To maintain the standard of their previous shows the overall budget is just shy of $200,000. Let’s assume the ticket sales are above average and the show sells 80% for a season of 12 shows (4 per week). Total sales $345,600. Less production costs ($200,000) = a profit of $145,600.


Now… our Broady company has a new theatre that’s been built with the best in modern equipment. It seats slightly less (500) but the theatre cost is far cheaper and the cost is subsidised by the local council, who are keen to build the cultural profile of the area. As demand for the venue is not as high as the St Kilda venue, a four week contract is negotiated for the price of a three week period. Over the run, they can seat roughly the same number of people at a fraction of the cost. The local community have less opportunity to see professional productions, so they may have a lower expectation on quality. As there is very little theatre staged in the area, the company competes with fewer outside attractions.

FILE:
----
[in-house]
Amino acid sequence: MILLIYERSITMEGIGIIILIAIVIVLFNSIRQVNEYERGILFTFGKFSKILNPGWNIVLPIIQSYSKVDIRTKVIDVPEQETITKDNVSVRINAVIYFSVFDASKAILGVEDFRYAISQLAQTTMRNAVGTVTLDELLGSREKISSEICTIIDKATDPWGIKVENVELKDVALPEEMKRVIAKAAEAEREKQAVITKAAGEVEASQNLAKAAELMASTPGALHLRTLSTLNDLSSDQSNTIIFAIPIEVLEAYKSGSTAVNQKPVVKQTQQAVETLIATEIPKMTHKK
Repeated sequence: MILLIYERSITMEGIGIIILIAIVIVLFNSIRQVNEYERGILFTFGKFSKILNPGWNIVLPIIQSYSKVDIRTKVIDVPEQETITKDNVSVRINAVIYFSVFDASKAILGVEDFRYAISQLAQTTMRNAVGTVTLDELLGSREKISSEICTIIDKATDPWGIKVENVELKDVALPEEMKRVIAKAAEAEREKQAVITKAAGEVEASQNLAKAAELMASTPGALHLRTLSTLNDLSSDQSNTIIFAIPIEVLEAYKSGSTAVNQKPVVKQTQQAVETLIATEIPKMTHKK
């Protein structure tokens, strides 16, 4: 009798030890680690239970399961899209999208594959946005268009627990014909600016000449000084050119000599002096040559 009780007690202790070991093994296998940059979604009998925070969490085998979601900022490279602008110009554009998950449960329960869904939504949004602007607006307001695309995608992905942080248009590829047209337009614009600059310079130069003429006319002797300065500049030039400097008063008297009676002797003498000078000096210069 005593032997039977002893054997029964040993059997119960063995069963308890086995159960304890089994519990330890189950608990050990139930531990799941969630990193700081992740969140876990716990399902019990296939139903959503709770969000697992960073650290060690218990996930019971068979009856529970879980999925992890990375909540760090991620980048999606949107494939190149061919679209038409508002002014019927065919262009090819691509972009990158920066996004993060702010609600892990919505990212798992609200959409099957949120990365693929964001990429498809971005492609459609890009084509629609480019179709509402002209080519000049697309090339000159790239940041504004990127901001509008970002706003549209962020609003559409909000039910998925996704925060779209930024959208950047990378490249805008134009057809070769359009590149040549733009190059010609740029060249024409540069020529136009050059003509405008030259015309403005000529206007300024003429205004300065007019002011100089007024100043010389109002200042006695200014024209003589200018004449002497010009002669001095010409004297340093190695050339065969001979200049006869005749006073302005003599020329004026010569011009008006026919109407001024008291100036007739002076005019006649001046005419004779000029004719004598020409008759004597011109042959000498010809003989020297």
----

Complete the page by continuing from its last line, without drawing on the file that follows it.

The overall production cost is just $60,000. If tickets are sold at $35 each, and an 80% capacity is achieved for a season of 16 shows (remember – they got an extra week for free), that’s a whopping profit of $164,000!


As you can see, by taking a strategic approach to the fundamentals of marketing (product and price), you can yield much better results on your tactical marketing efforts (e.g. your flyers, brochures, website, and press releases). So to sum it all up, make sure you are delivering the right product to the right market at the right price.


Next week, we take a look at some of the tactical marketing tactics you can employ to boost ticket sales and improve your brand awareness.


Chris Hughes has worked in the marketing industry for the past twelve years. He’s been a professional theatre producer, marketer, and publicist, and is a founding partner of Theatre People. Chris currently works as the Head of Contracting for a specialist marketing recruitment agency, servicing major blue chip organisations like Sensis, National Australia Bank, and BP.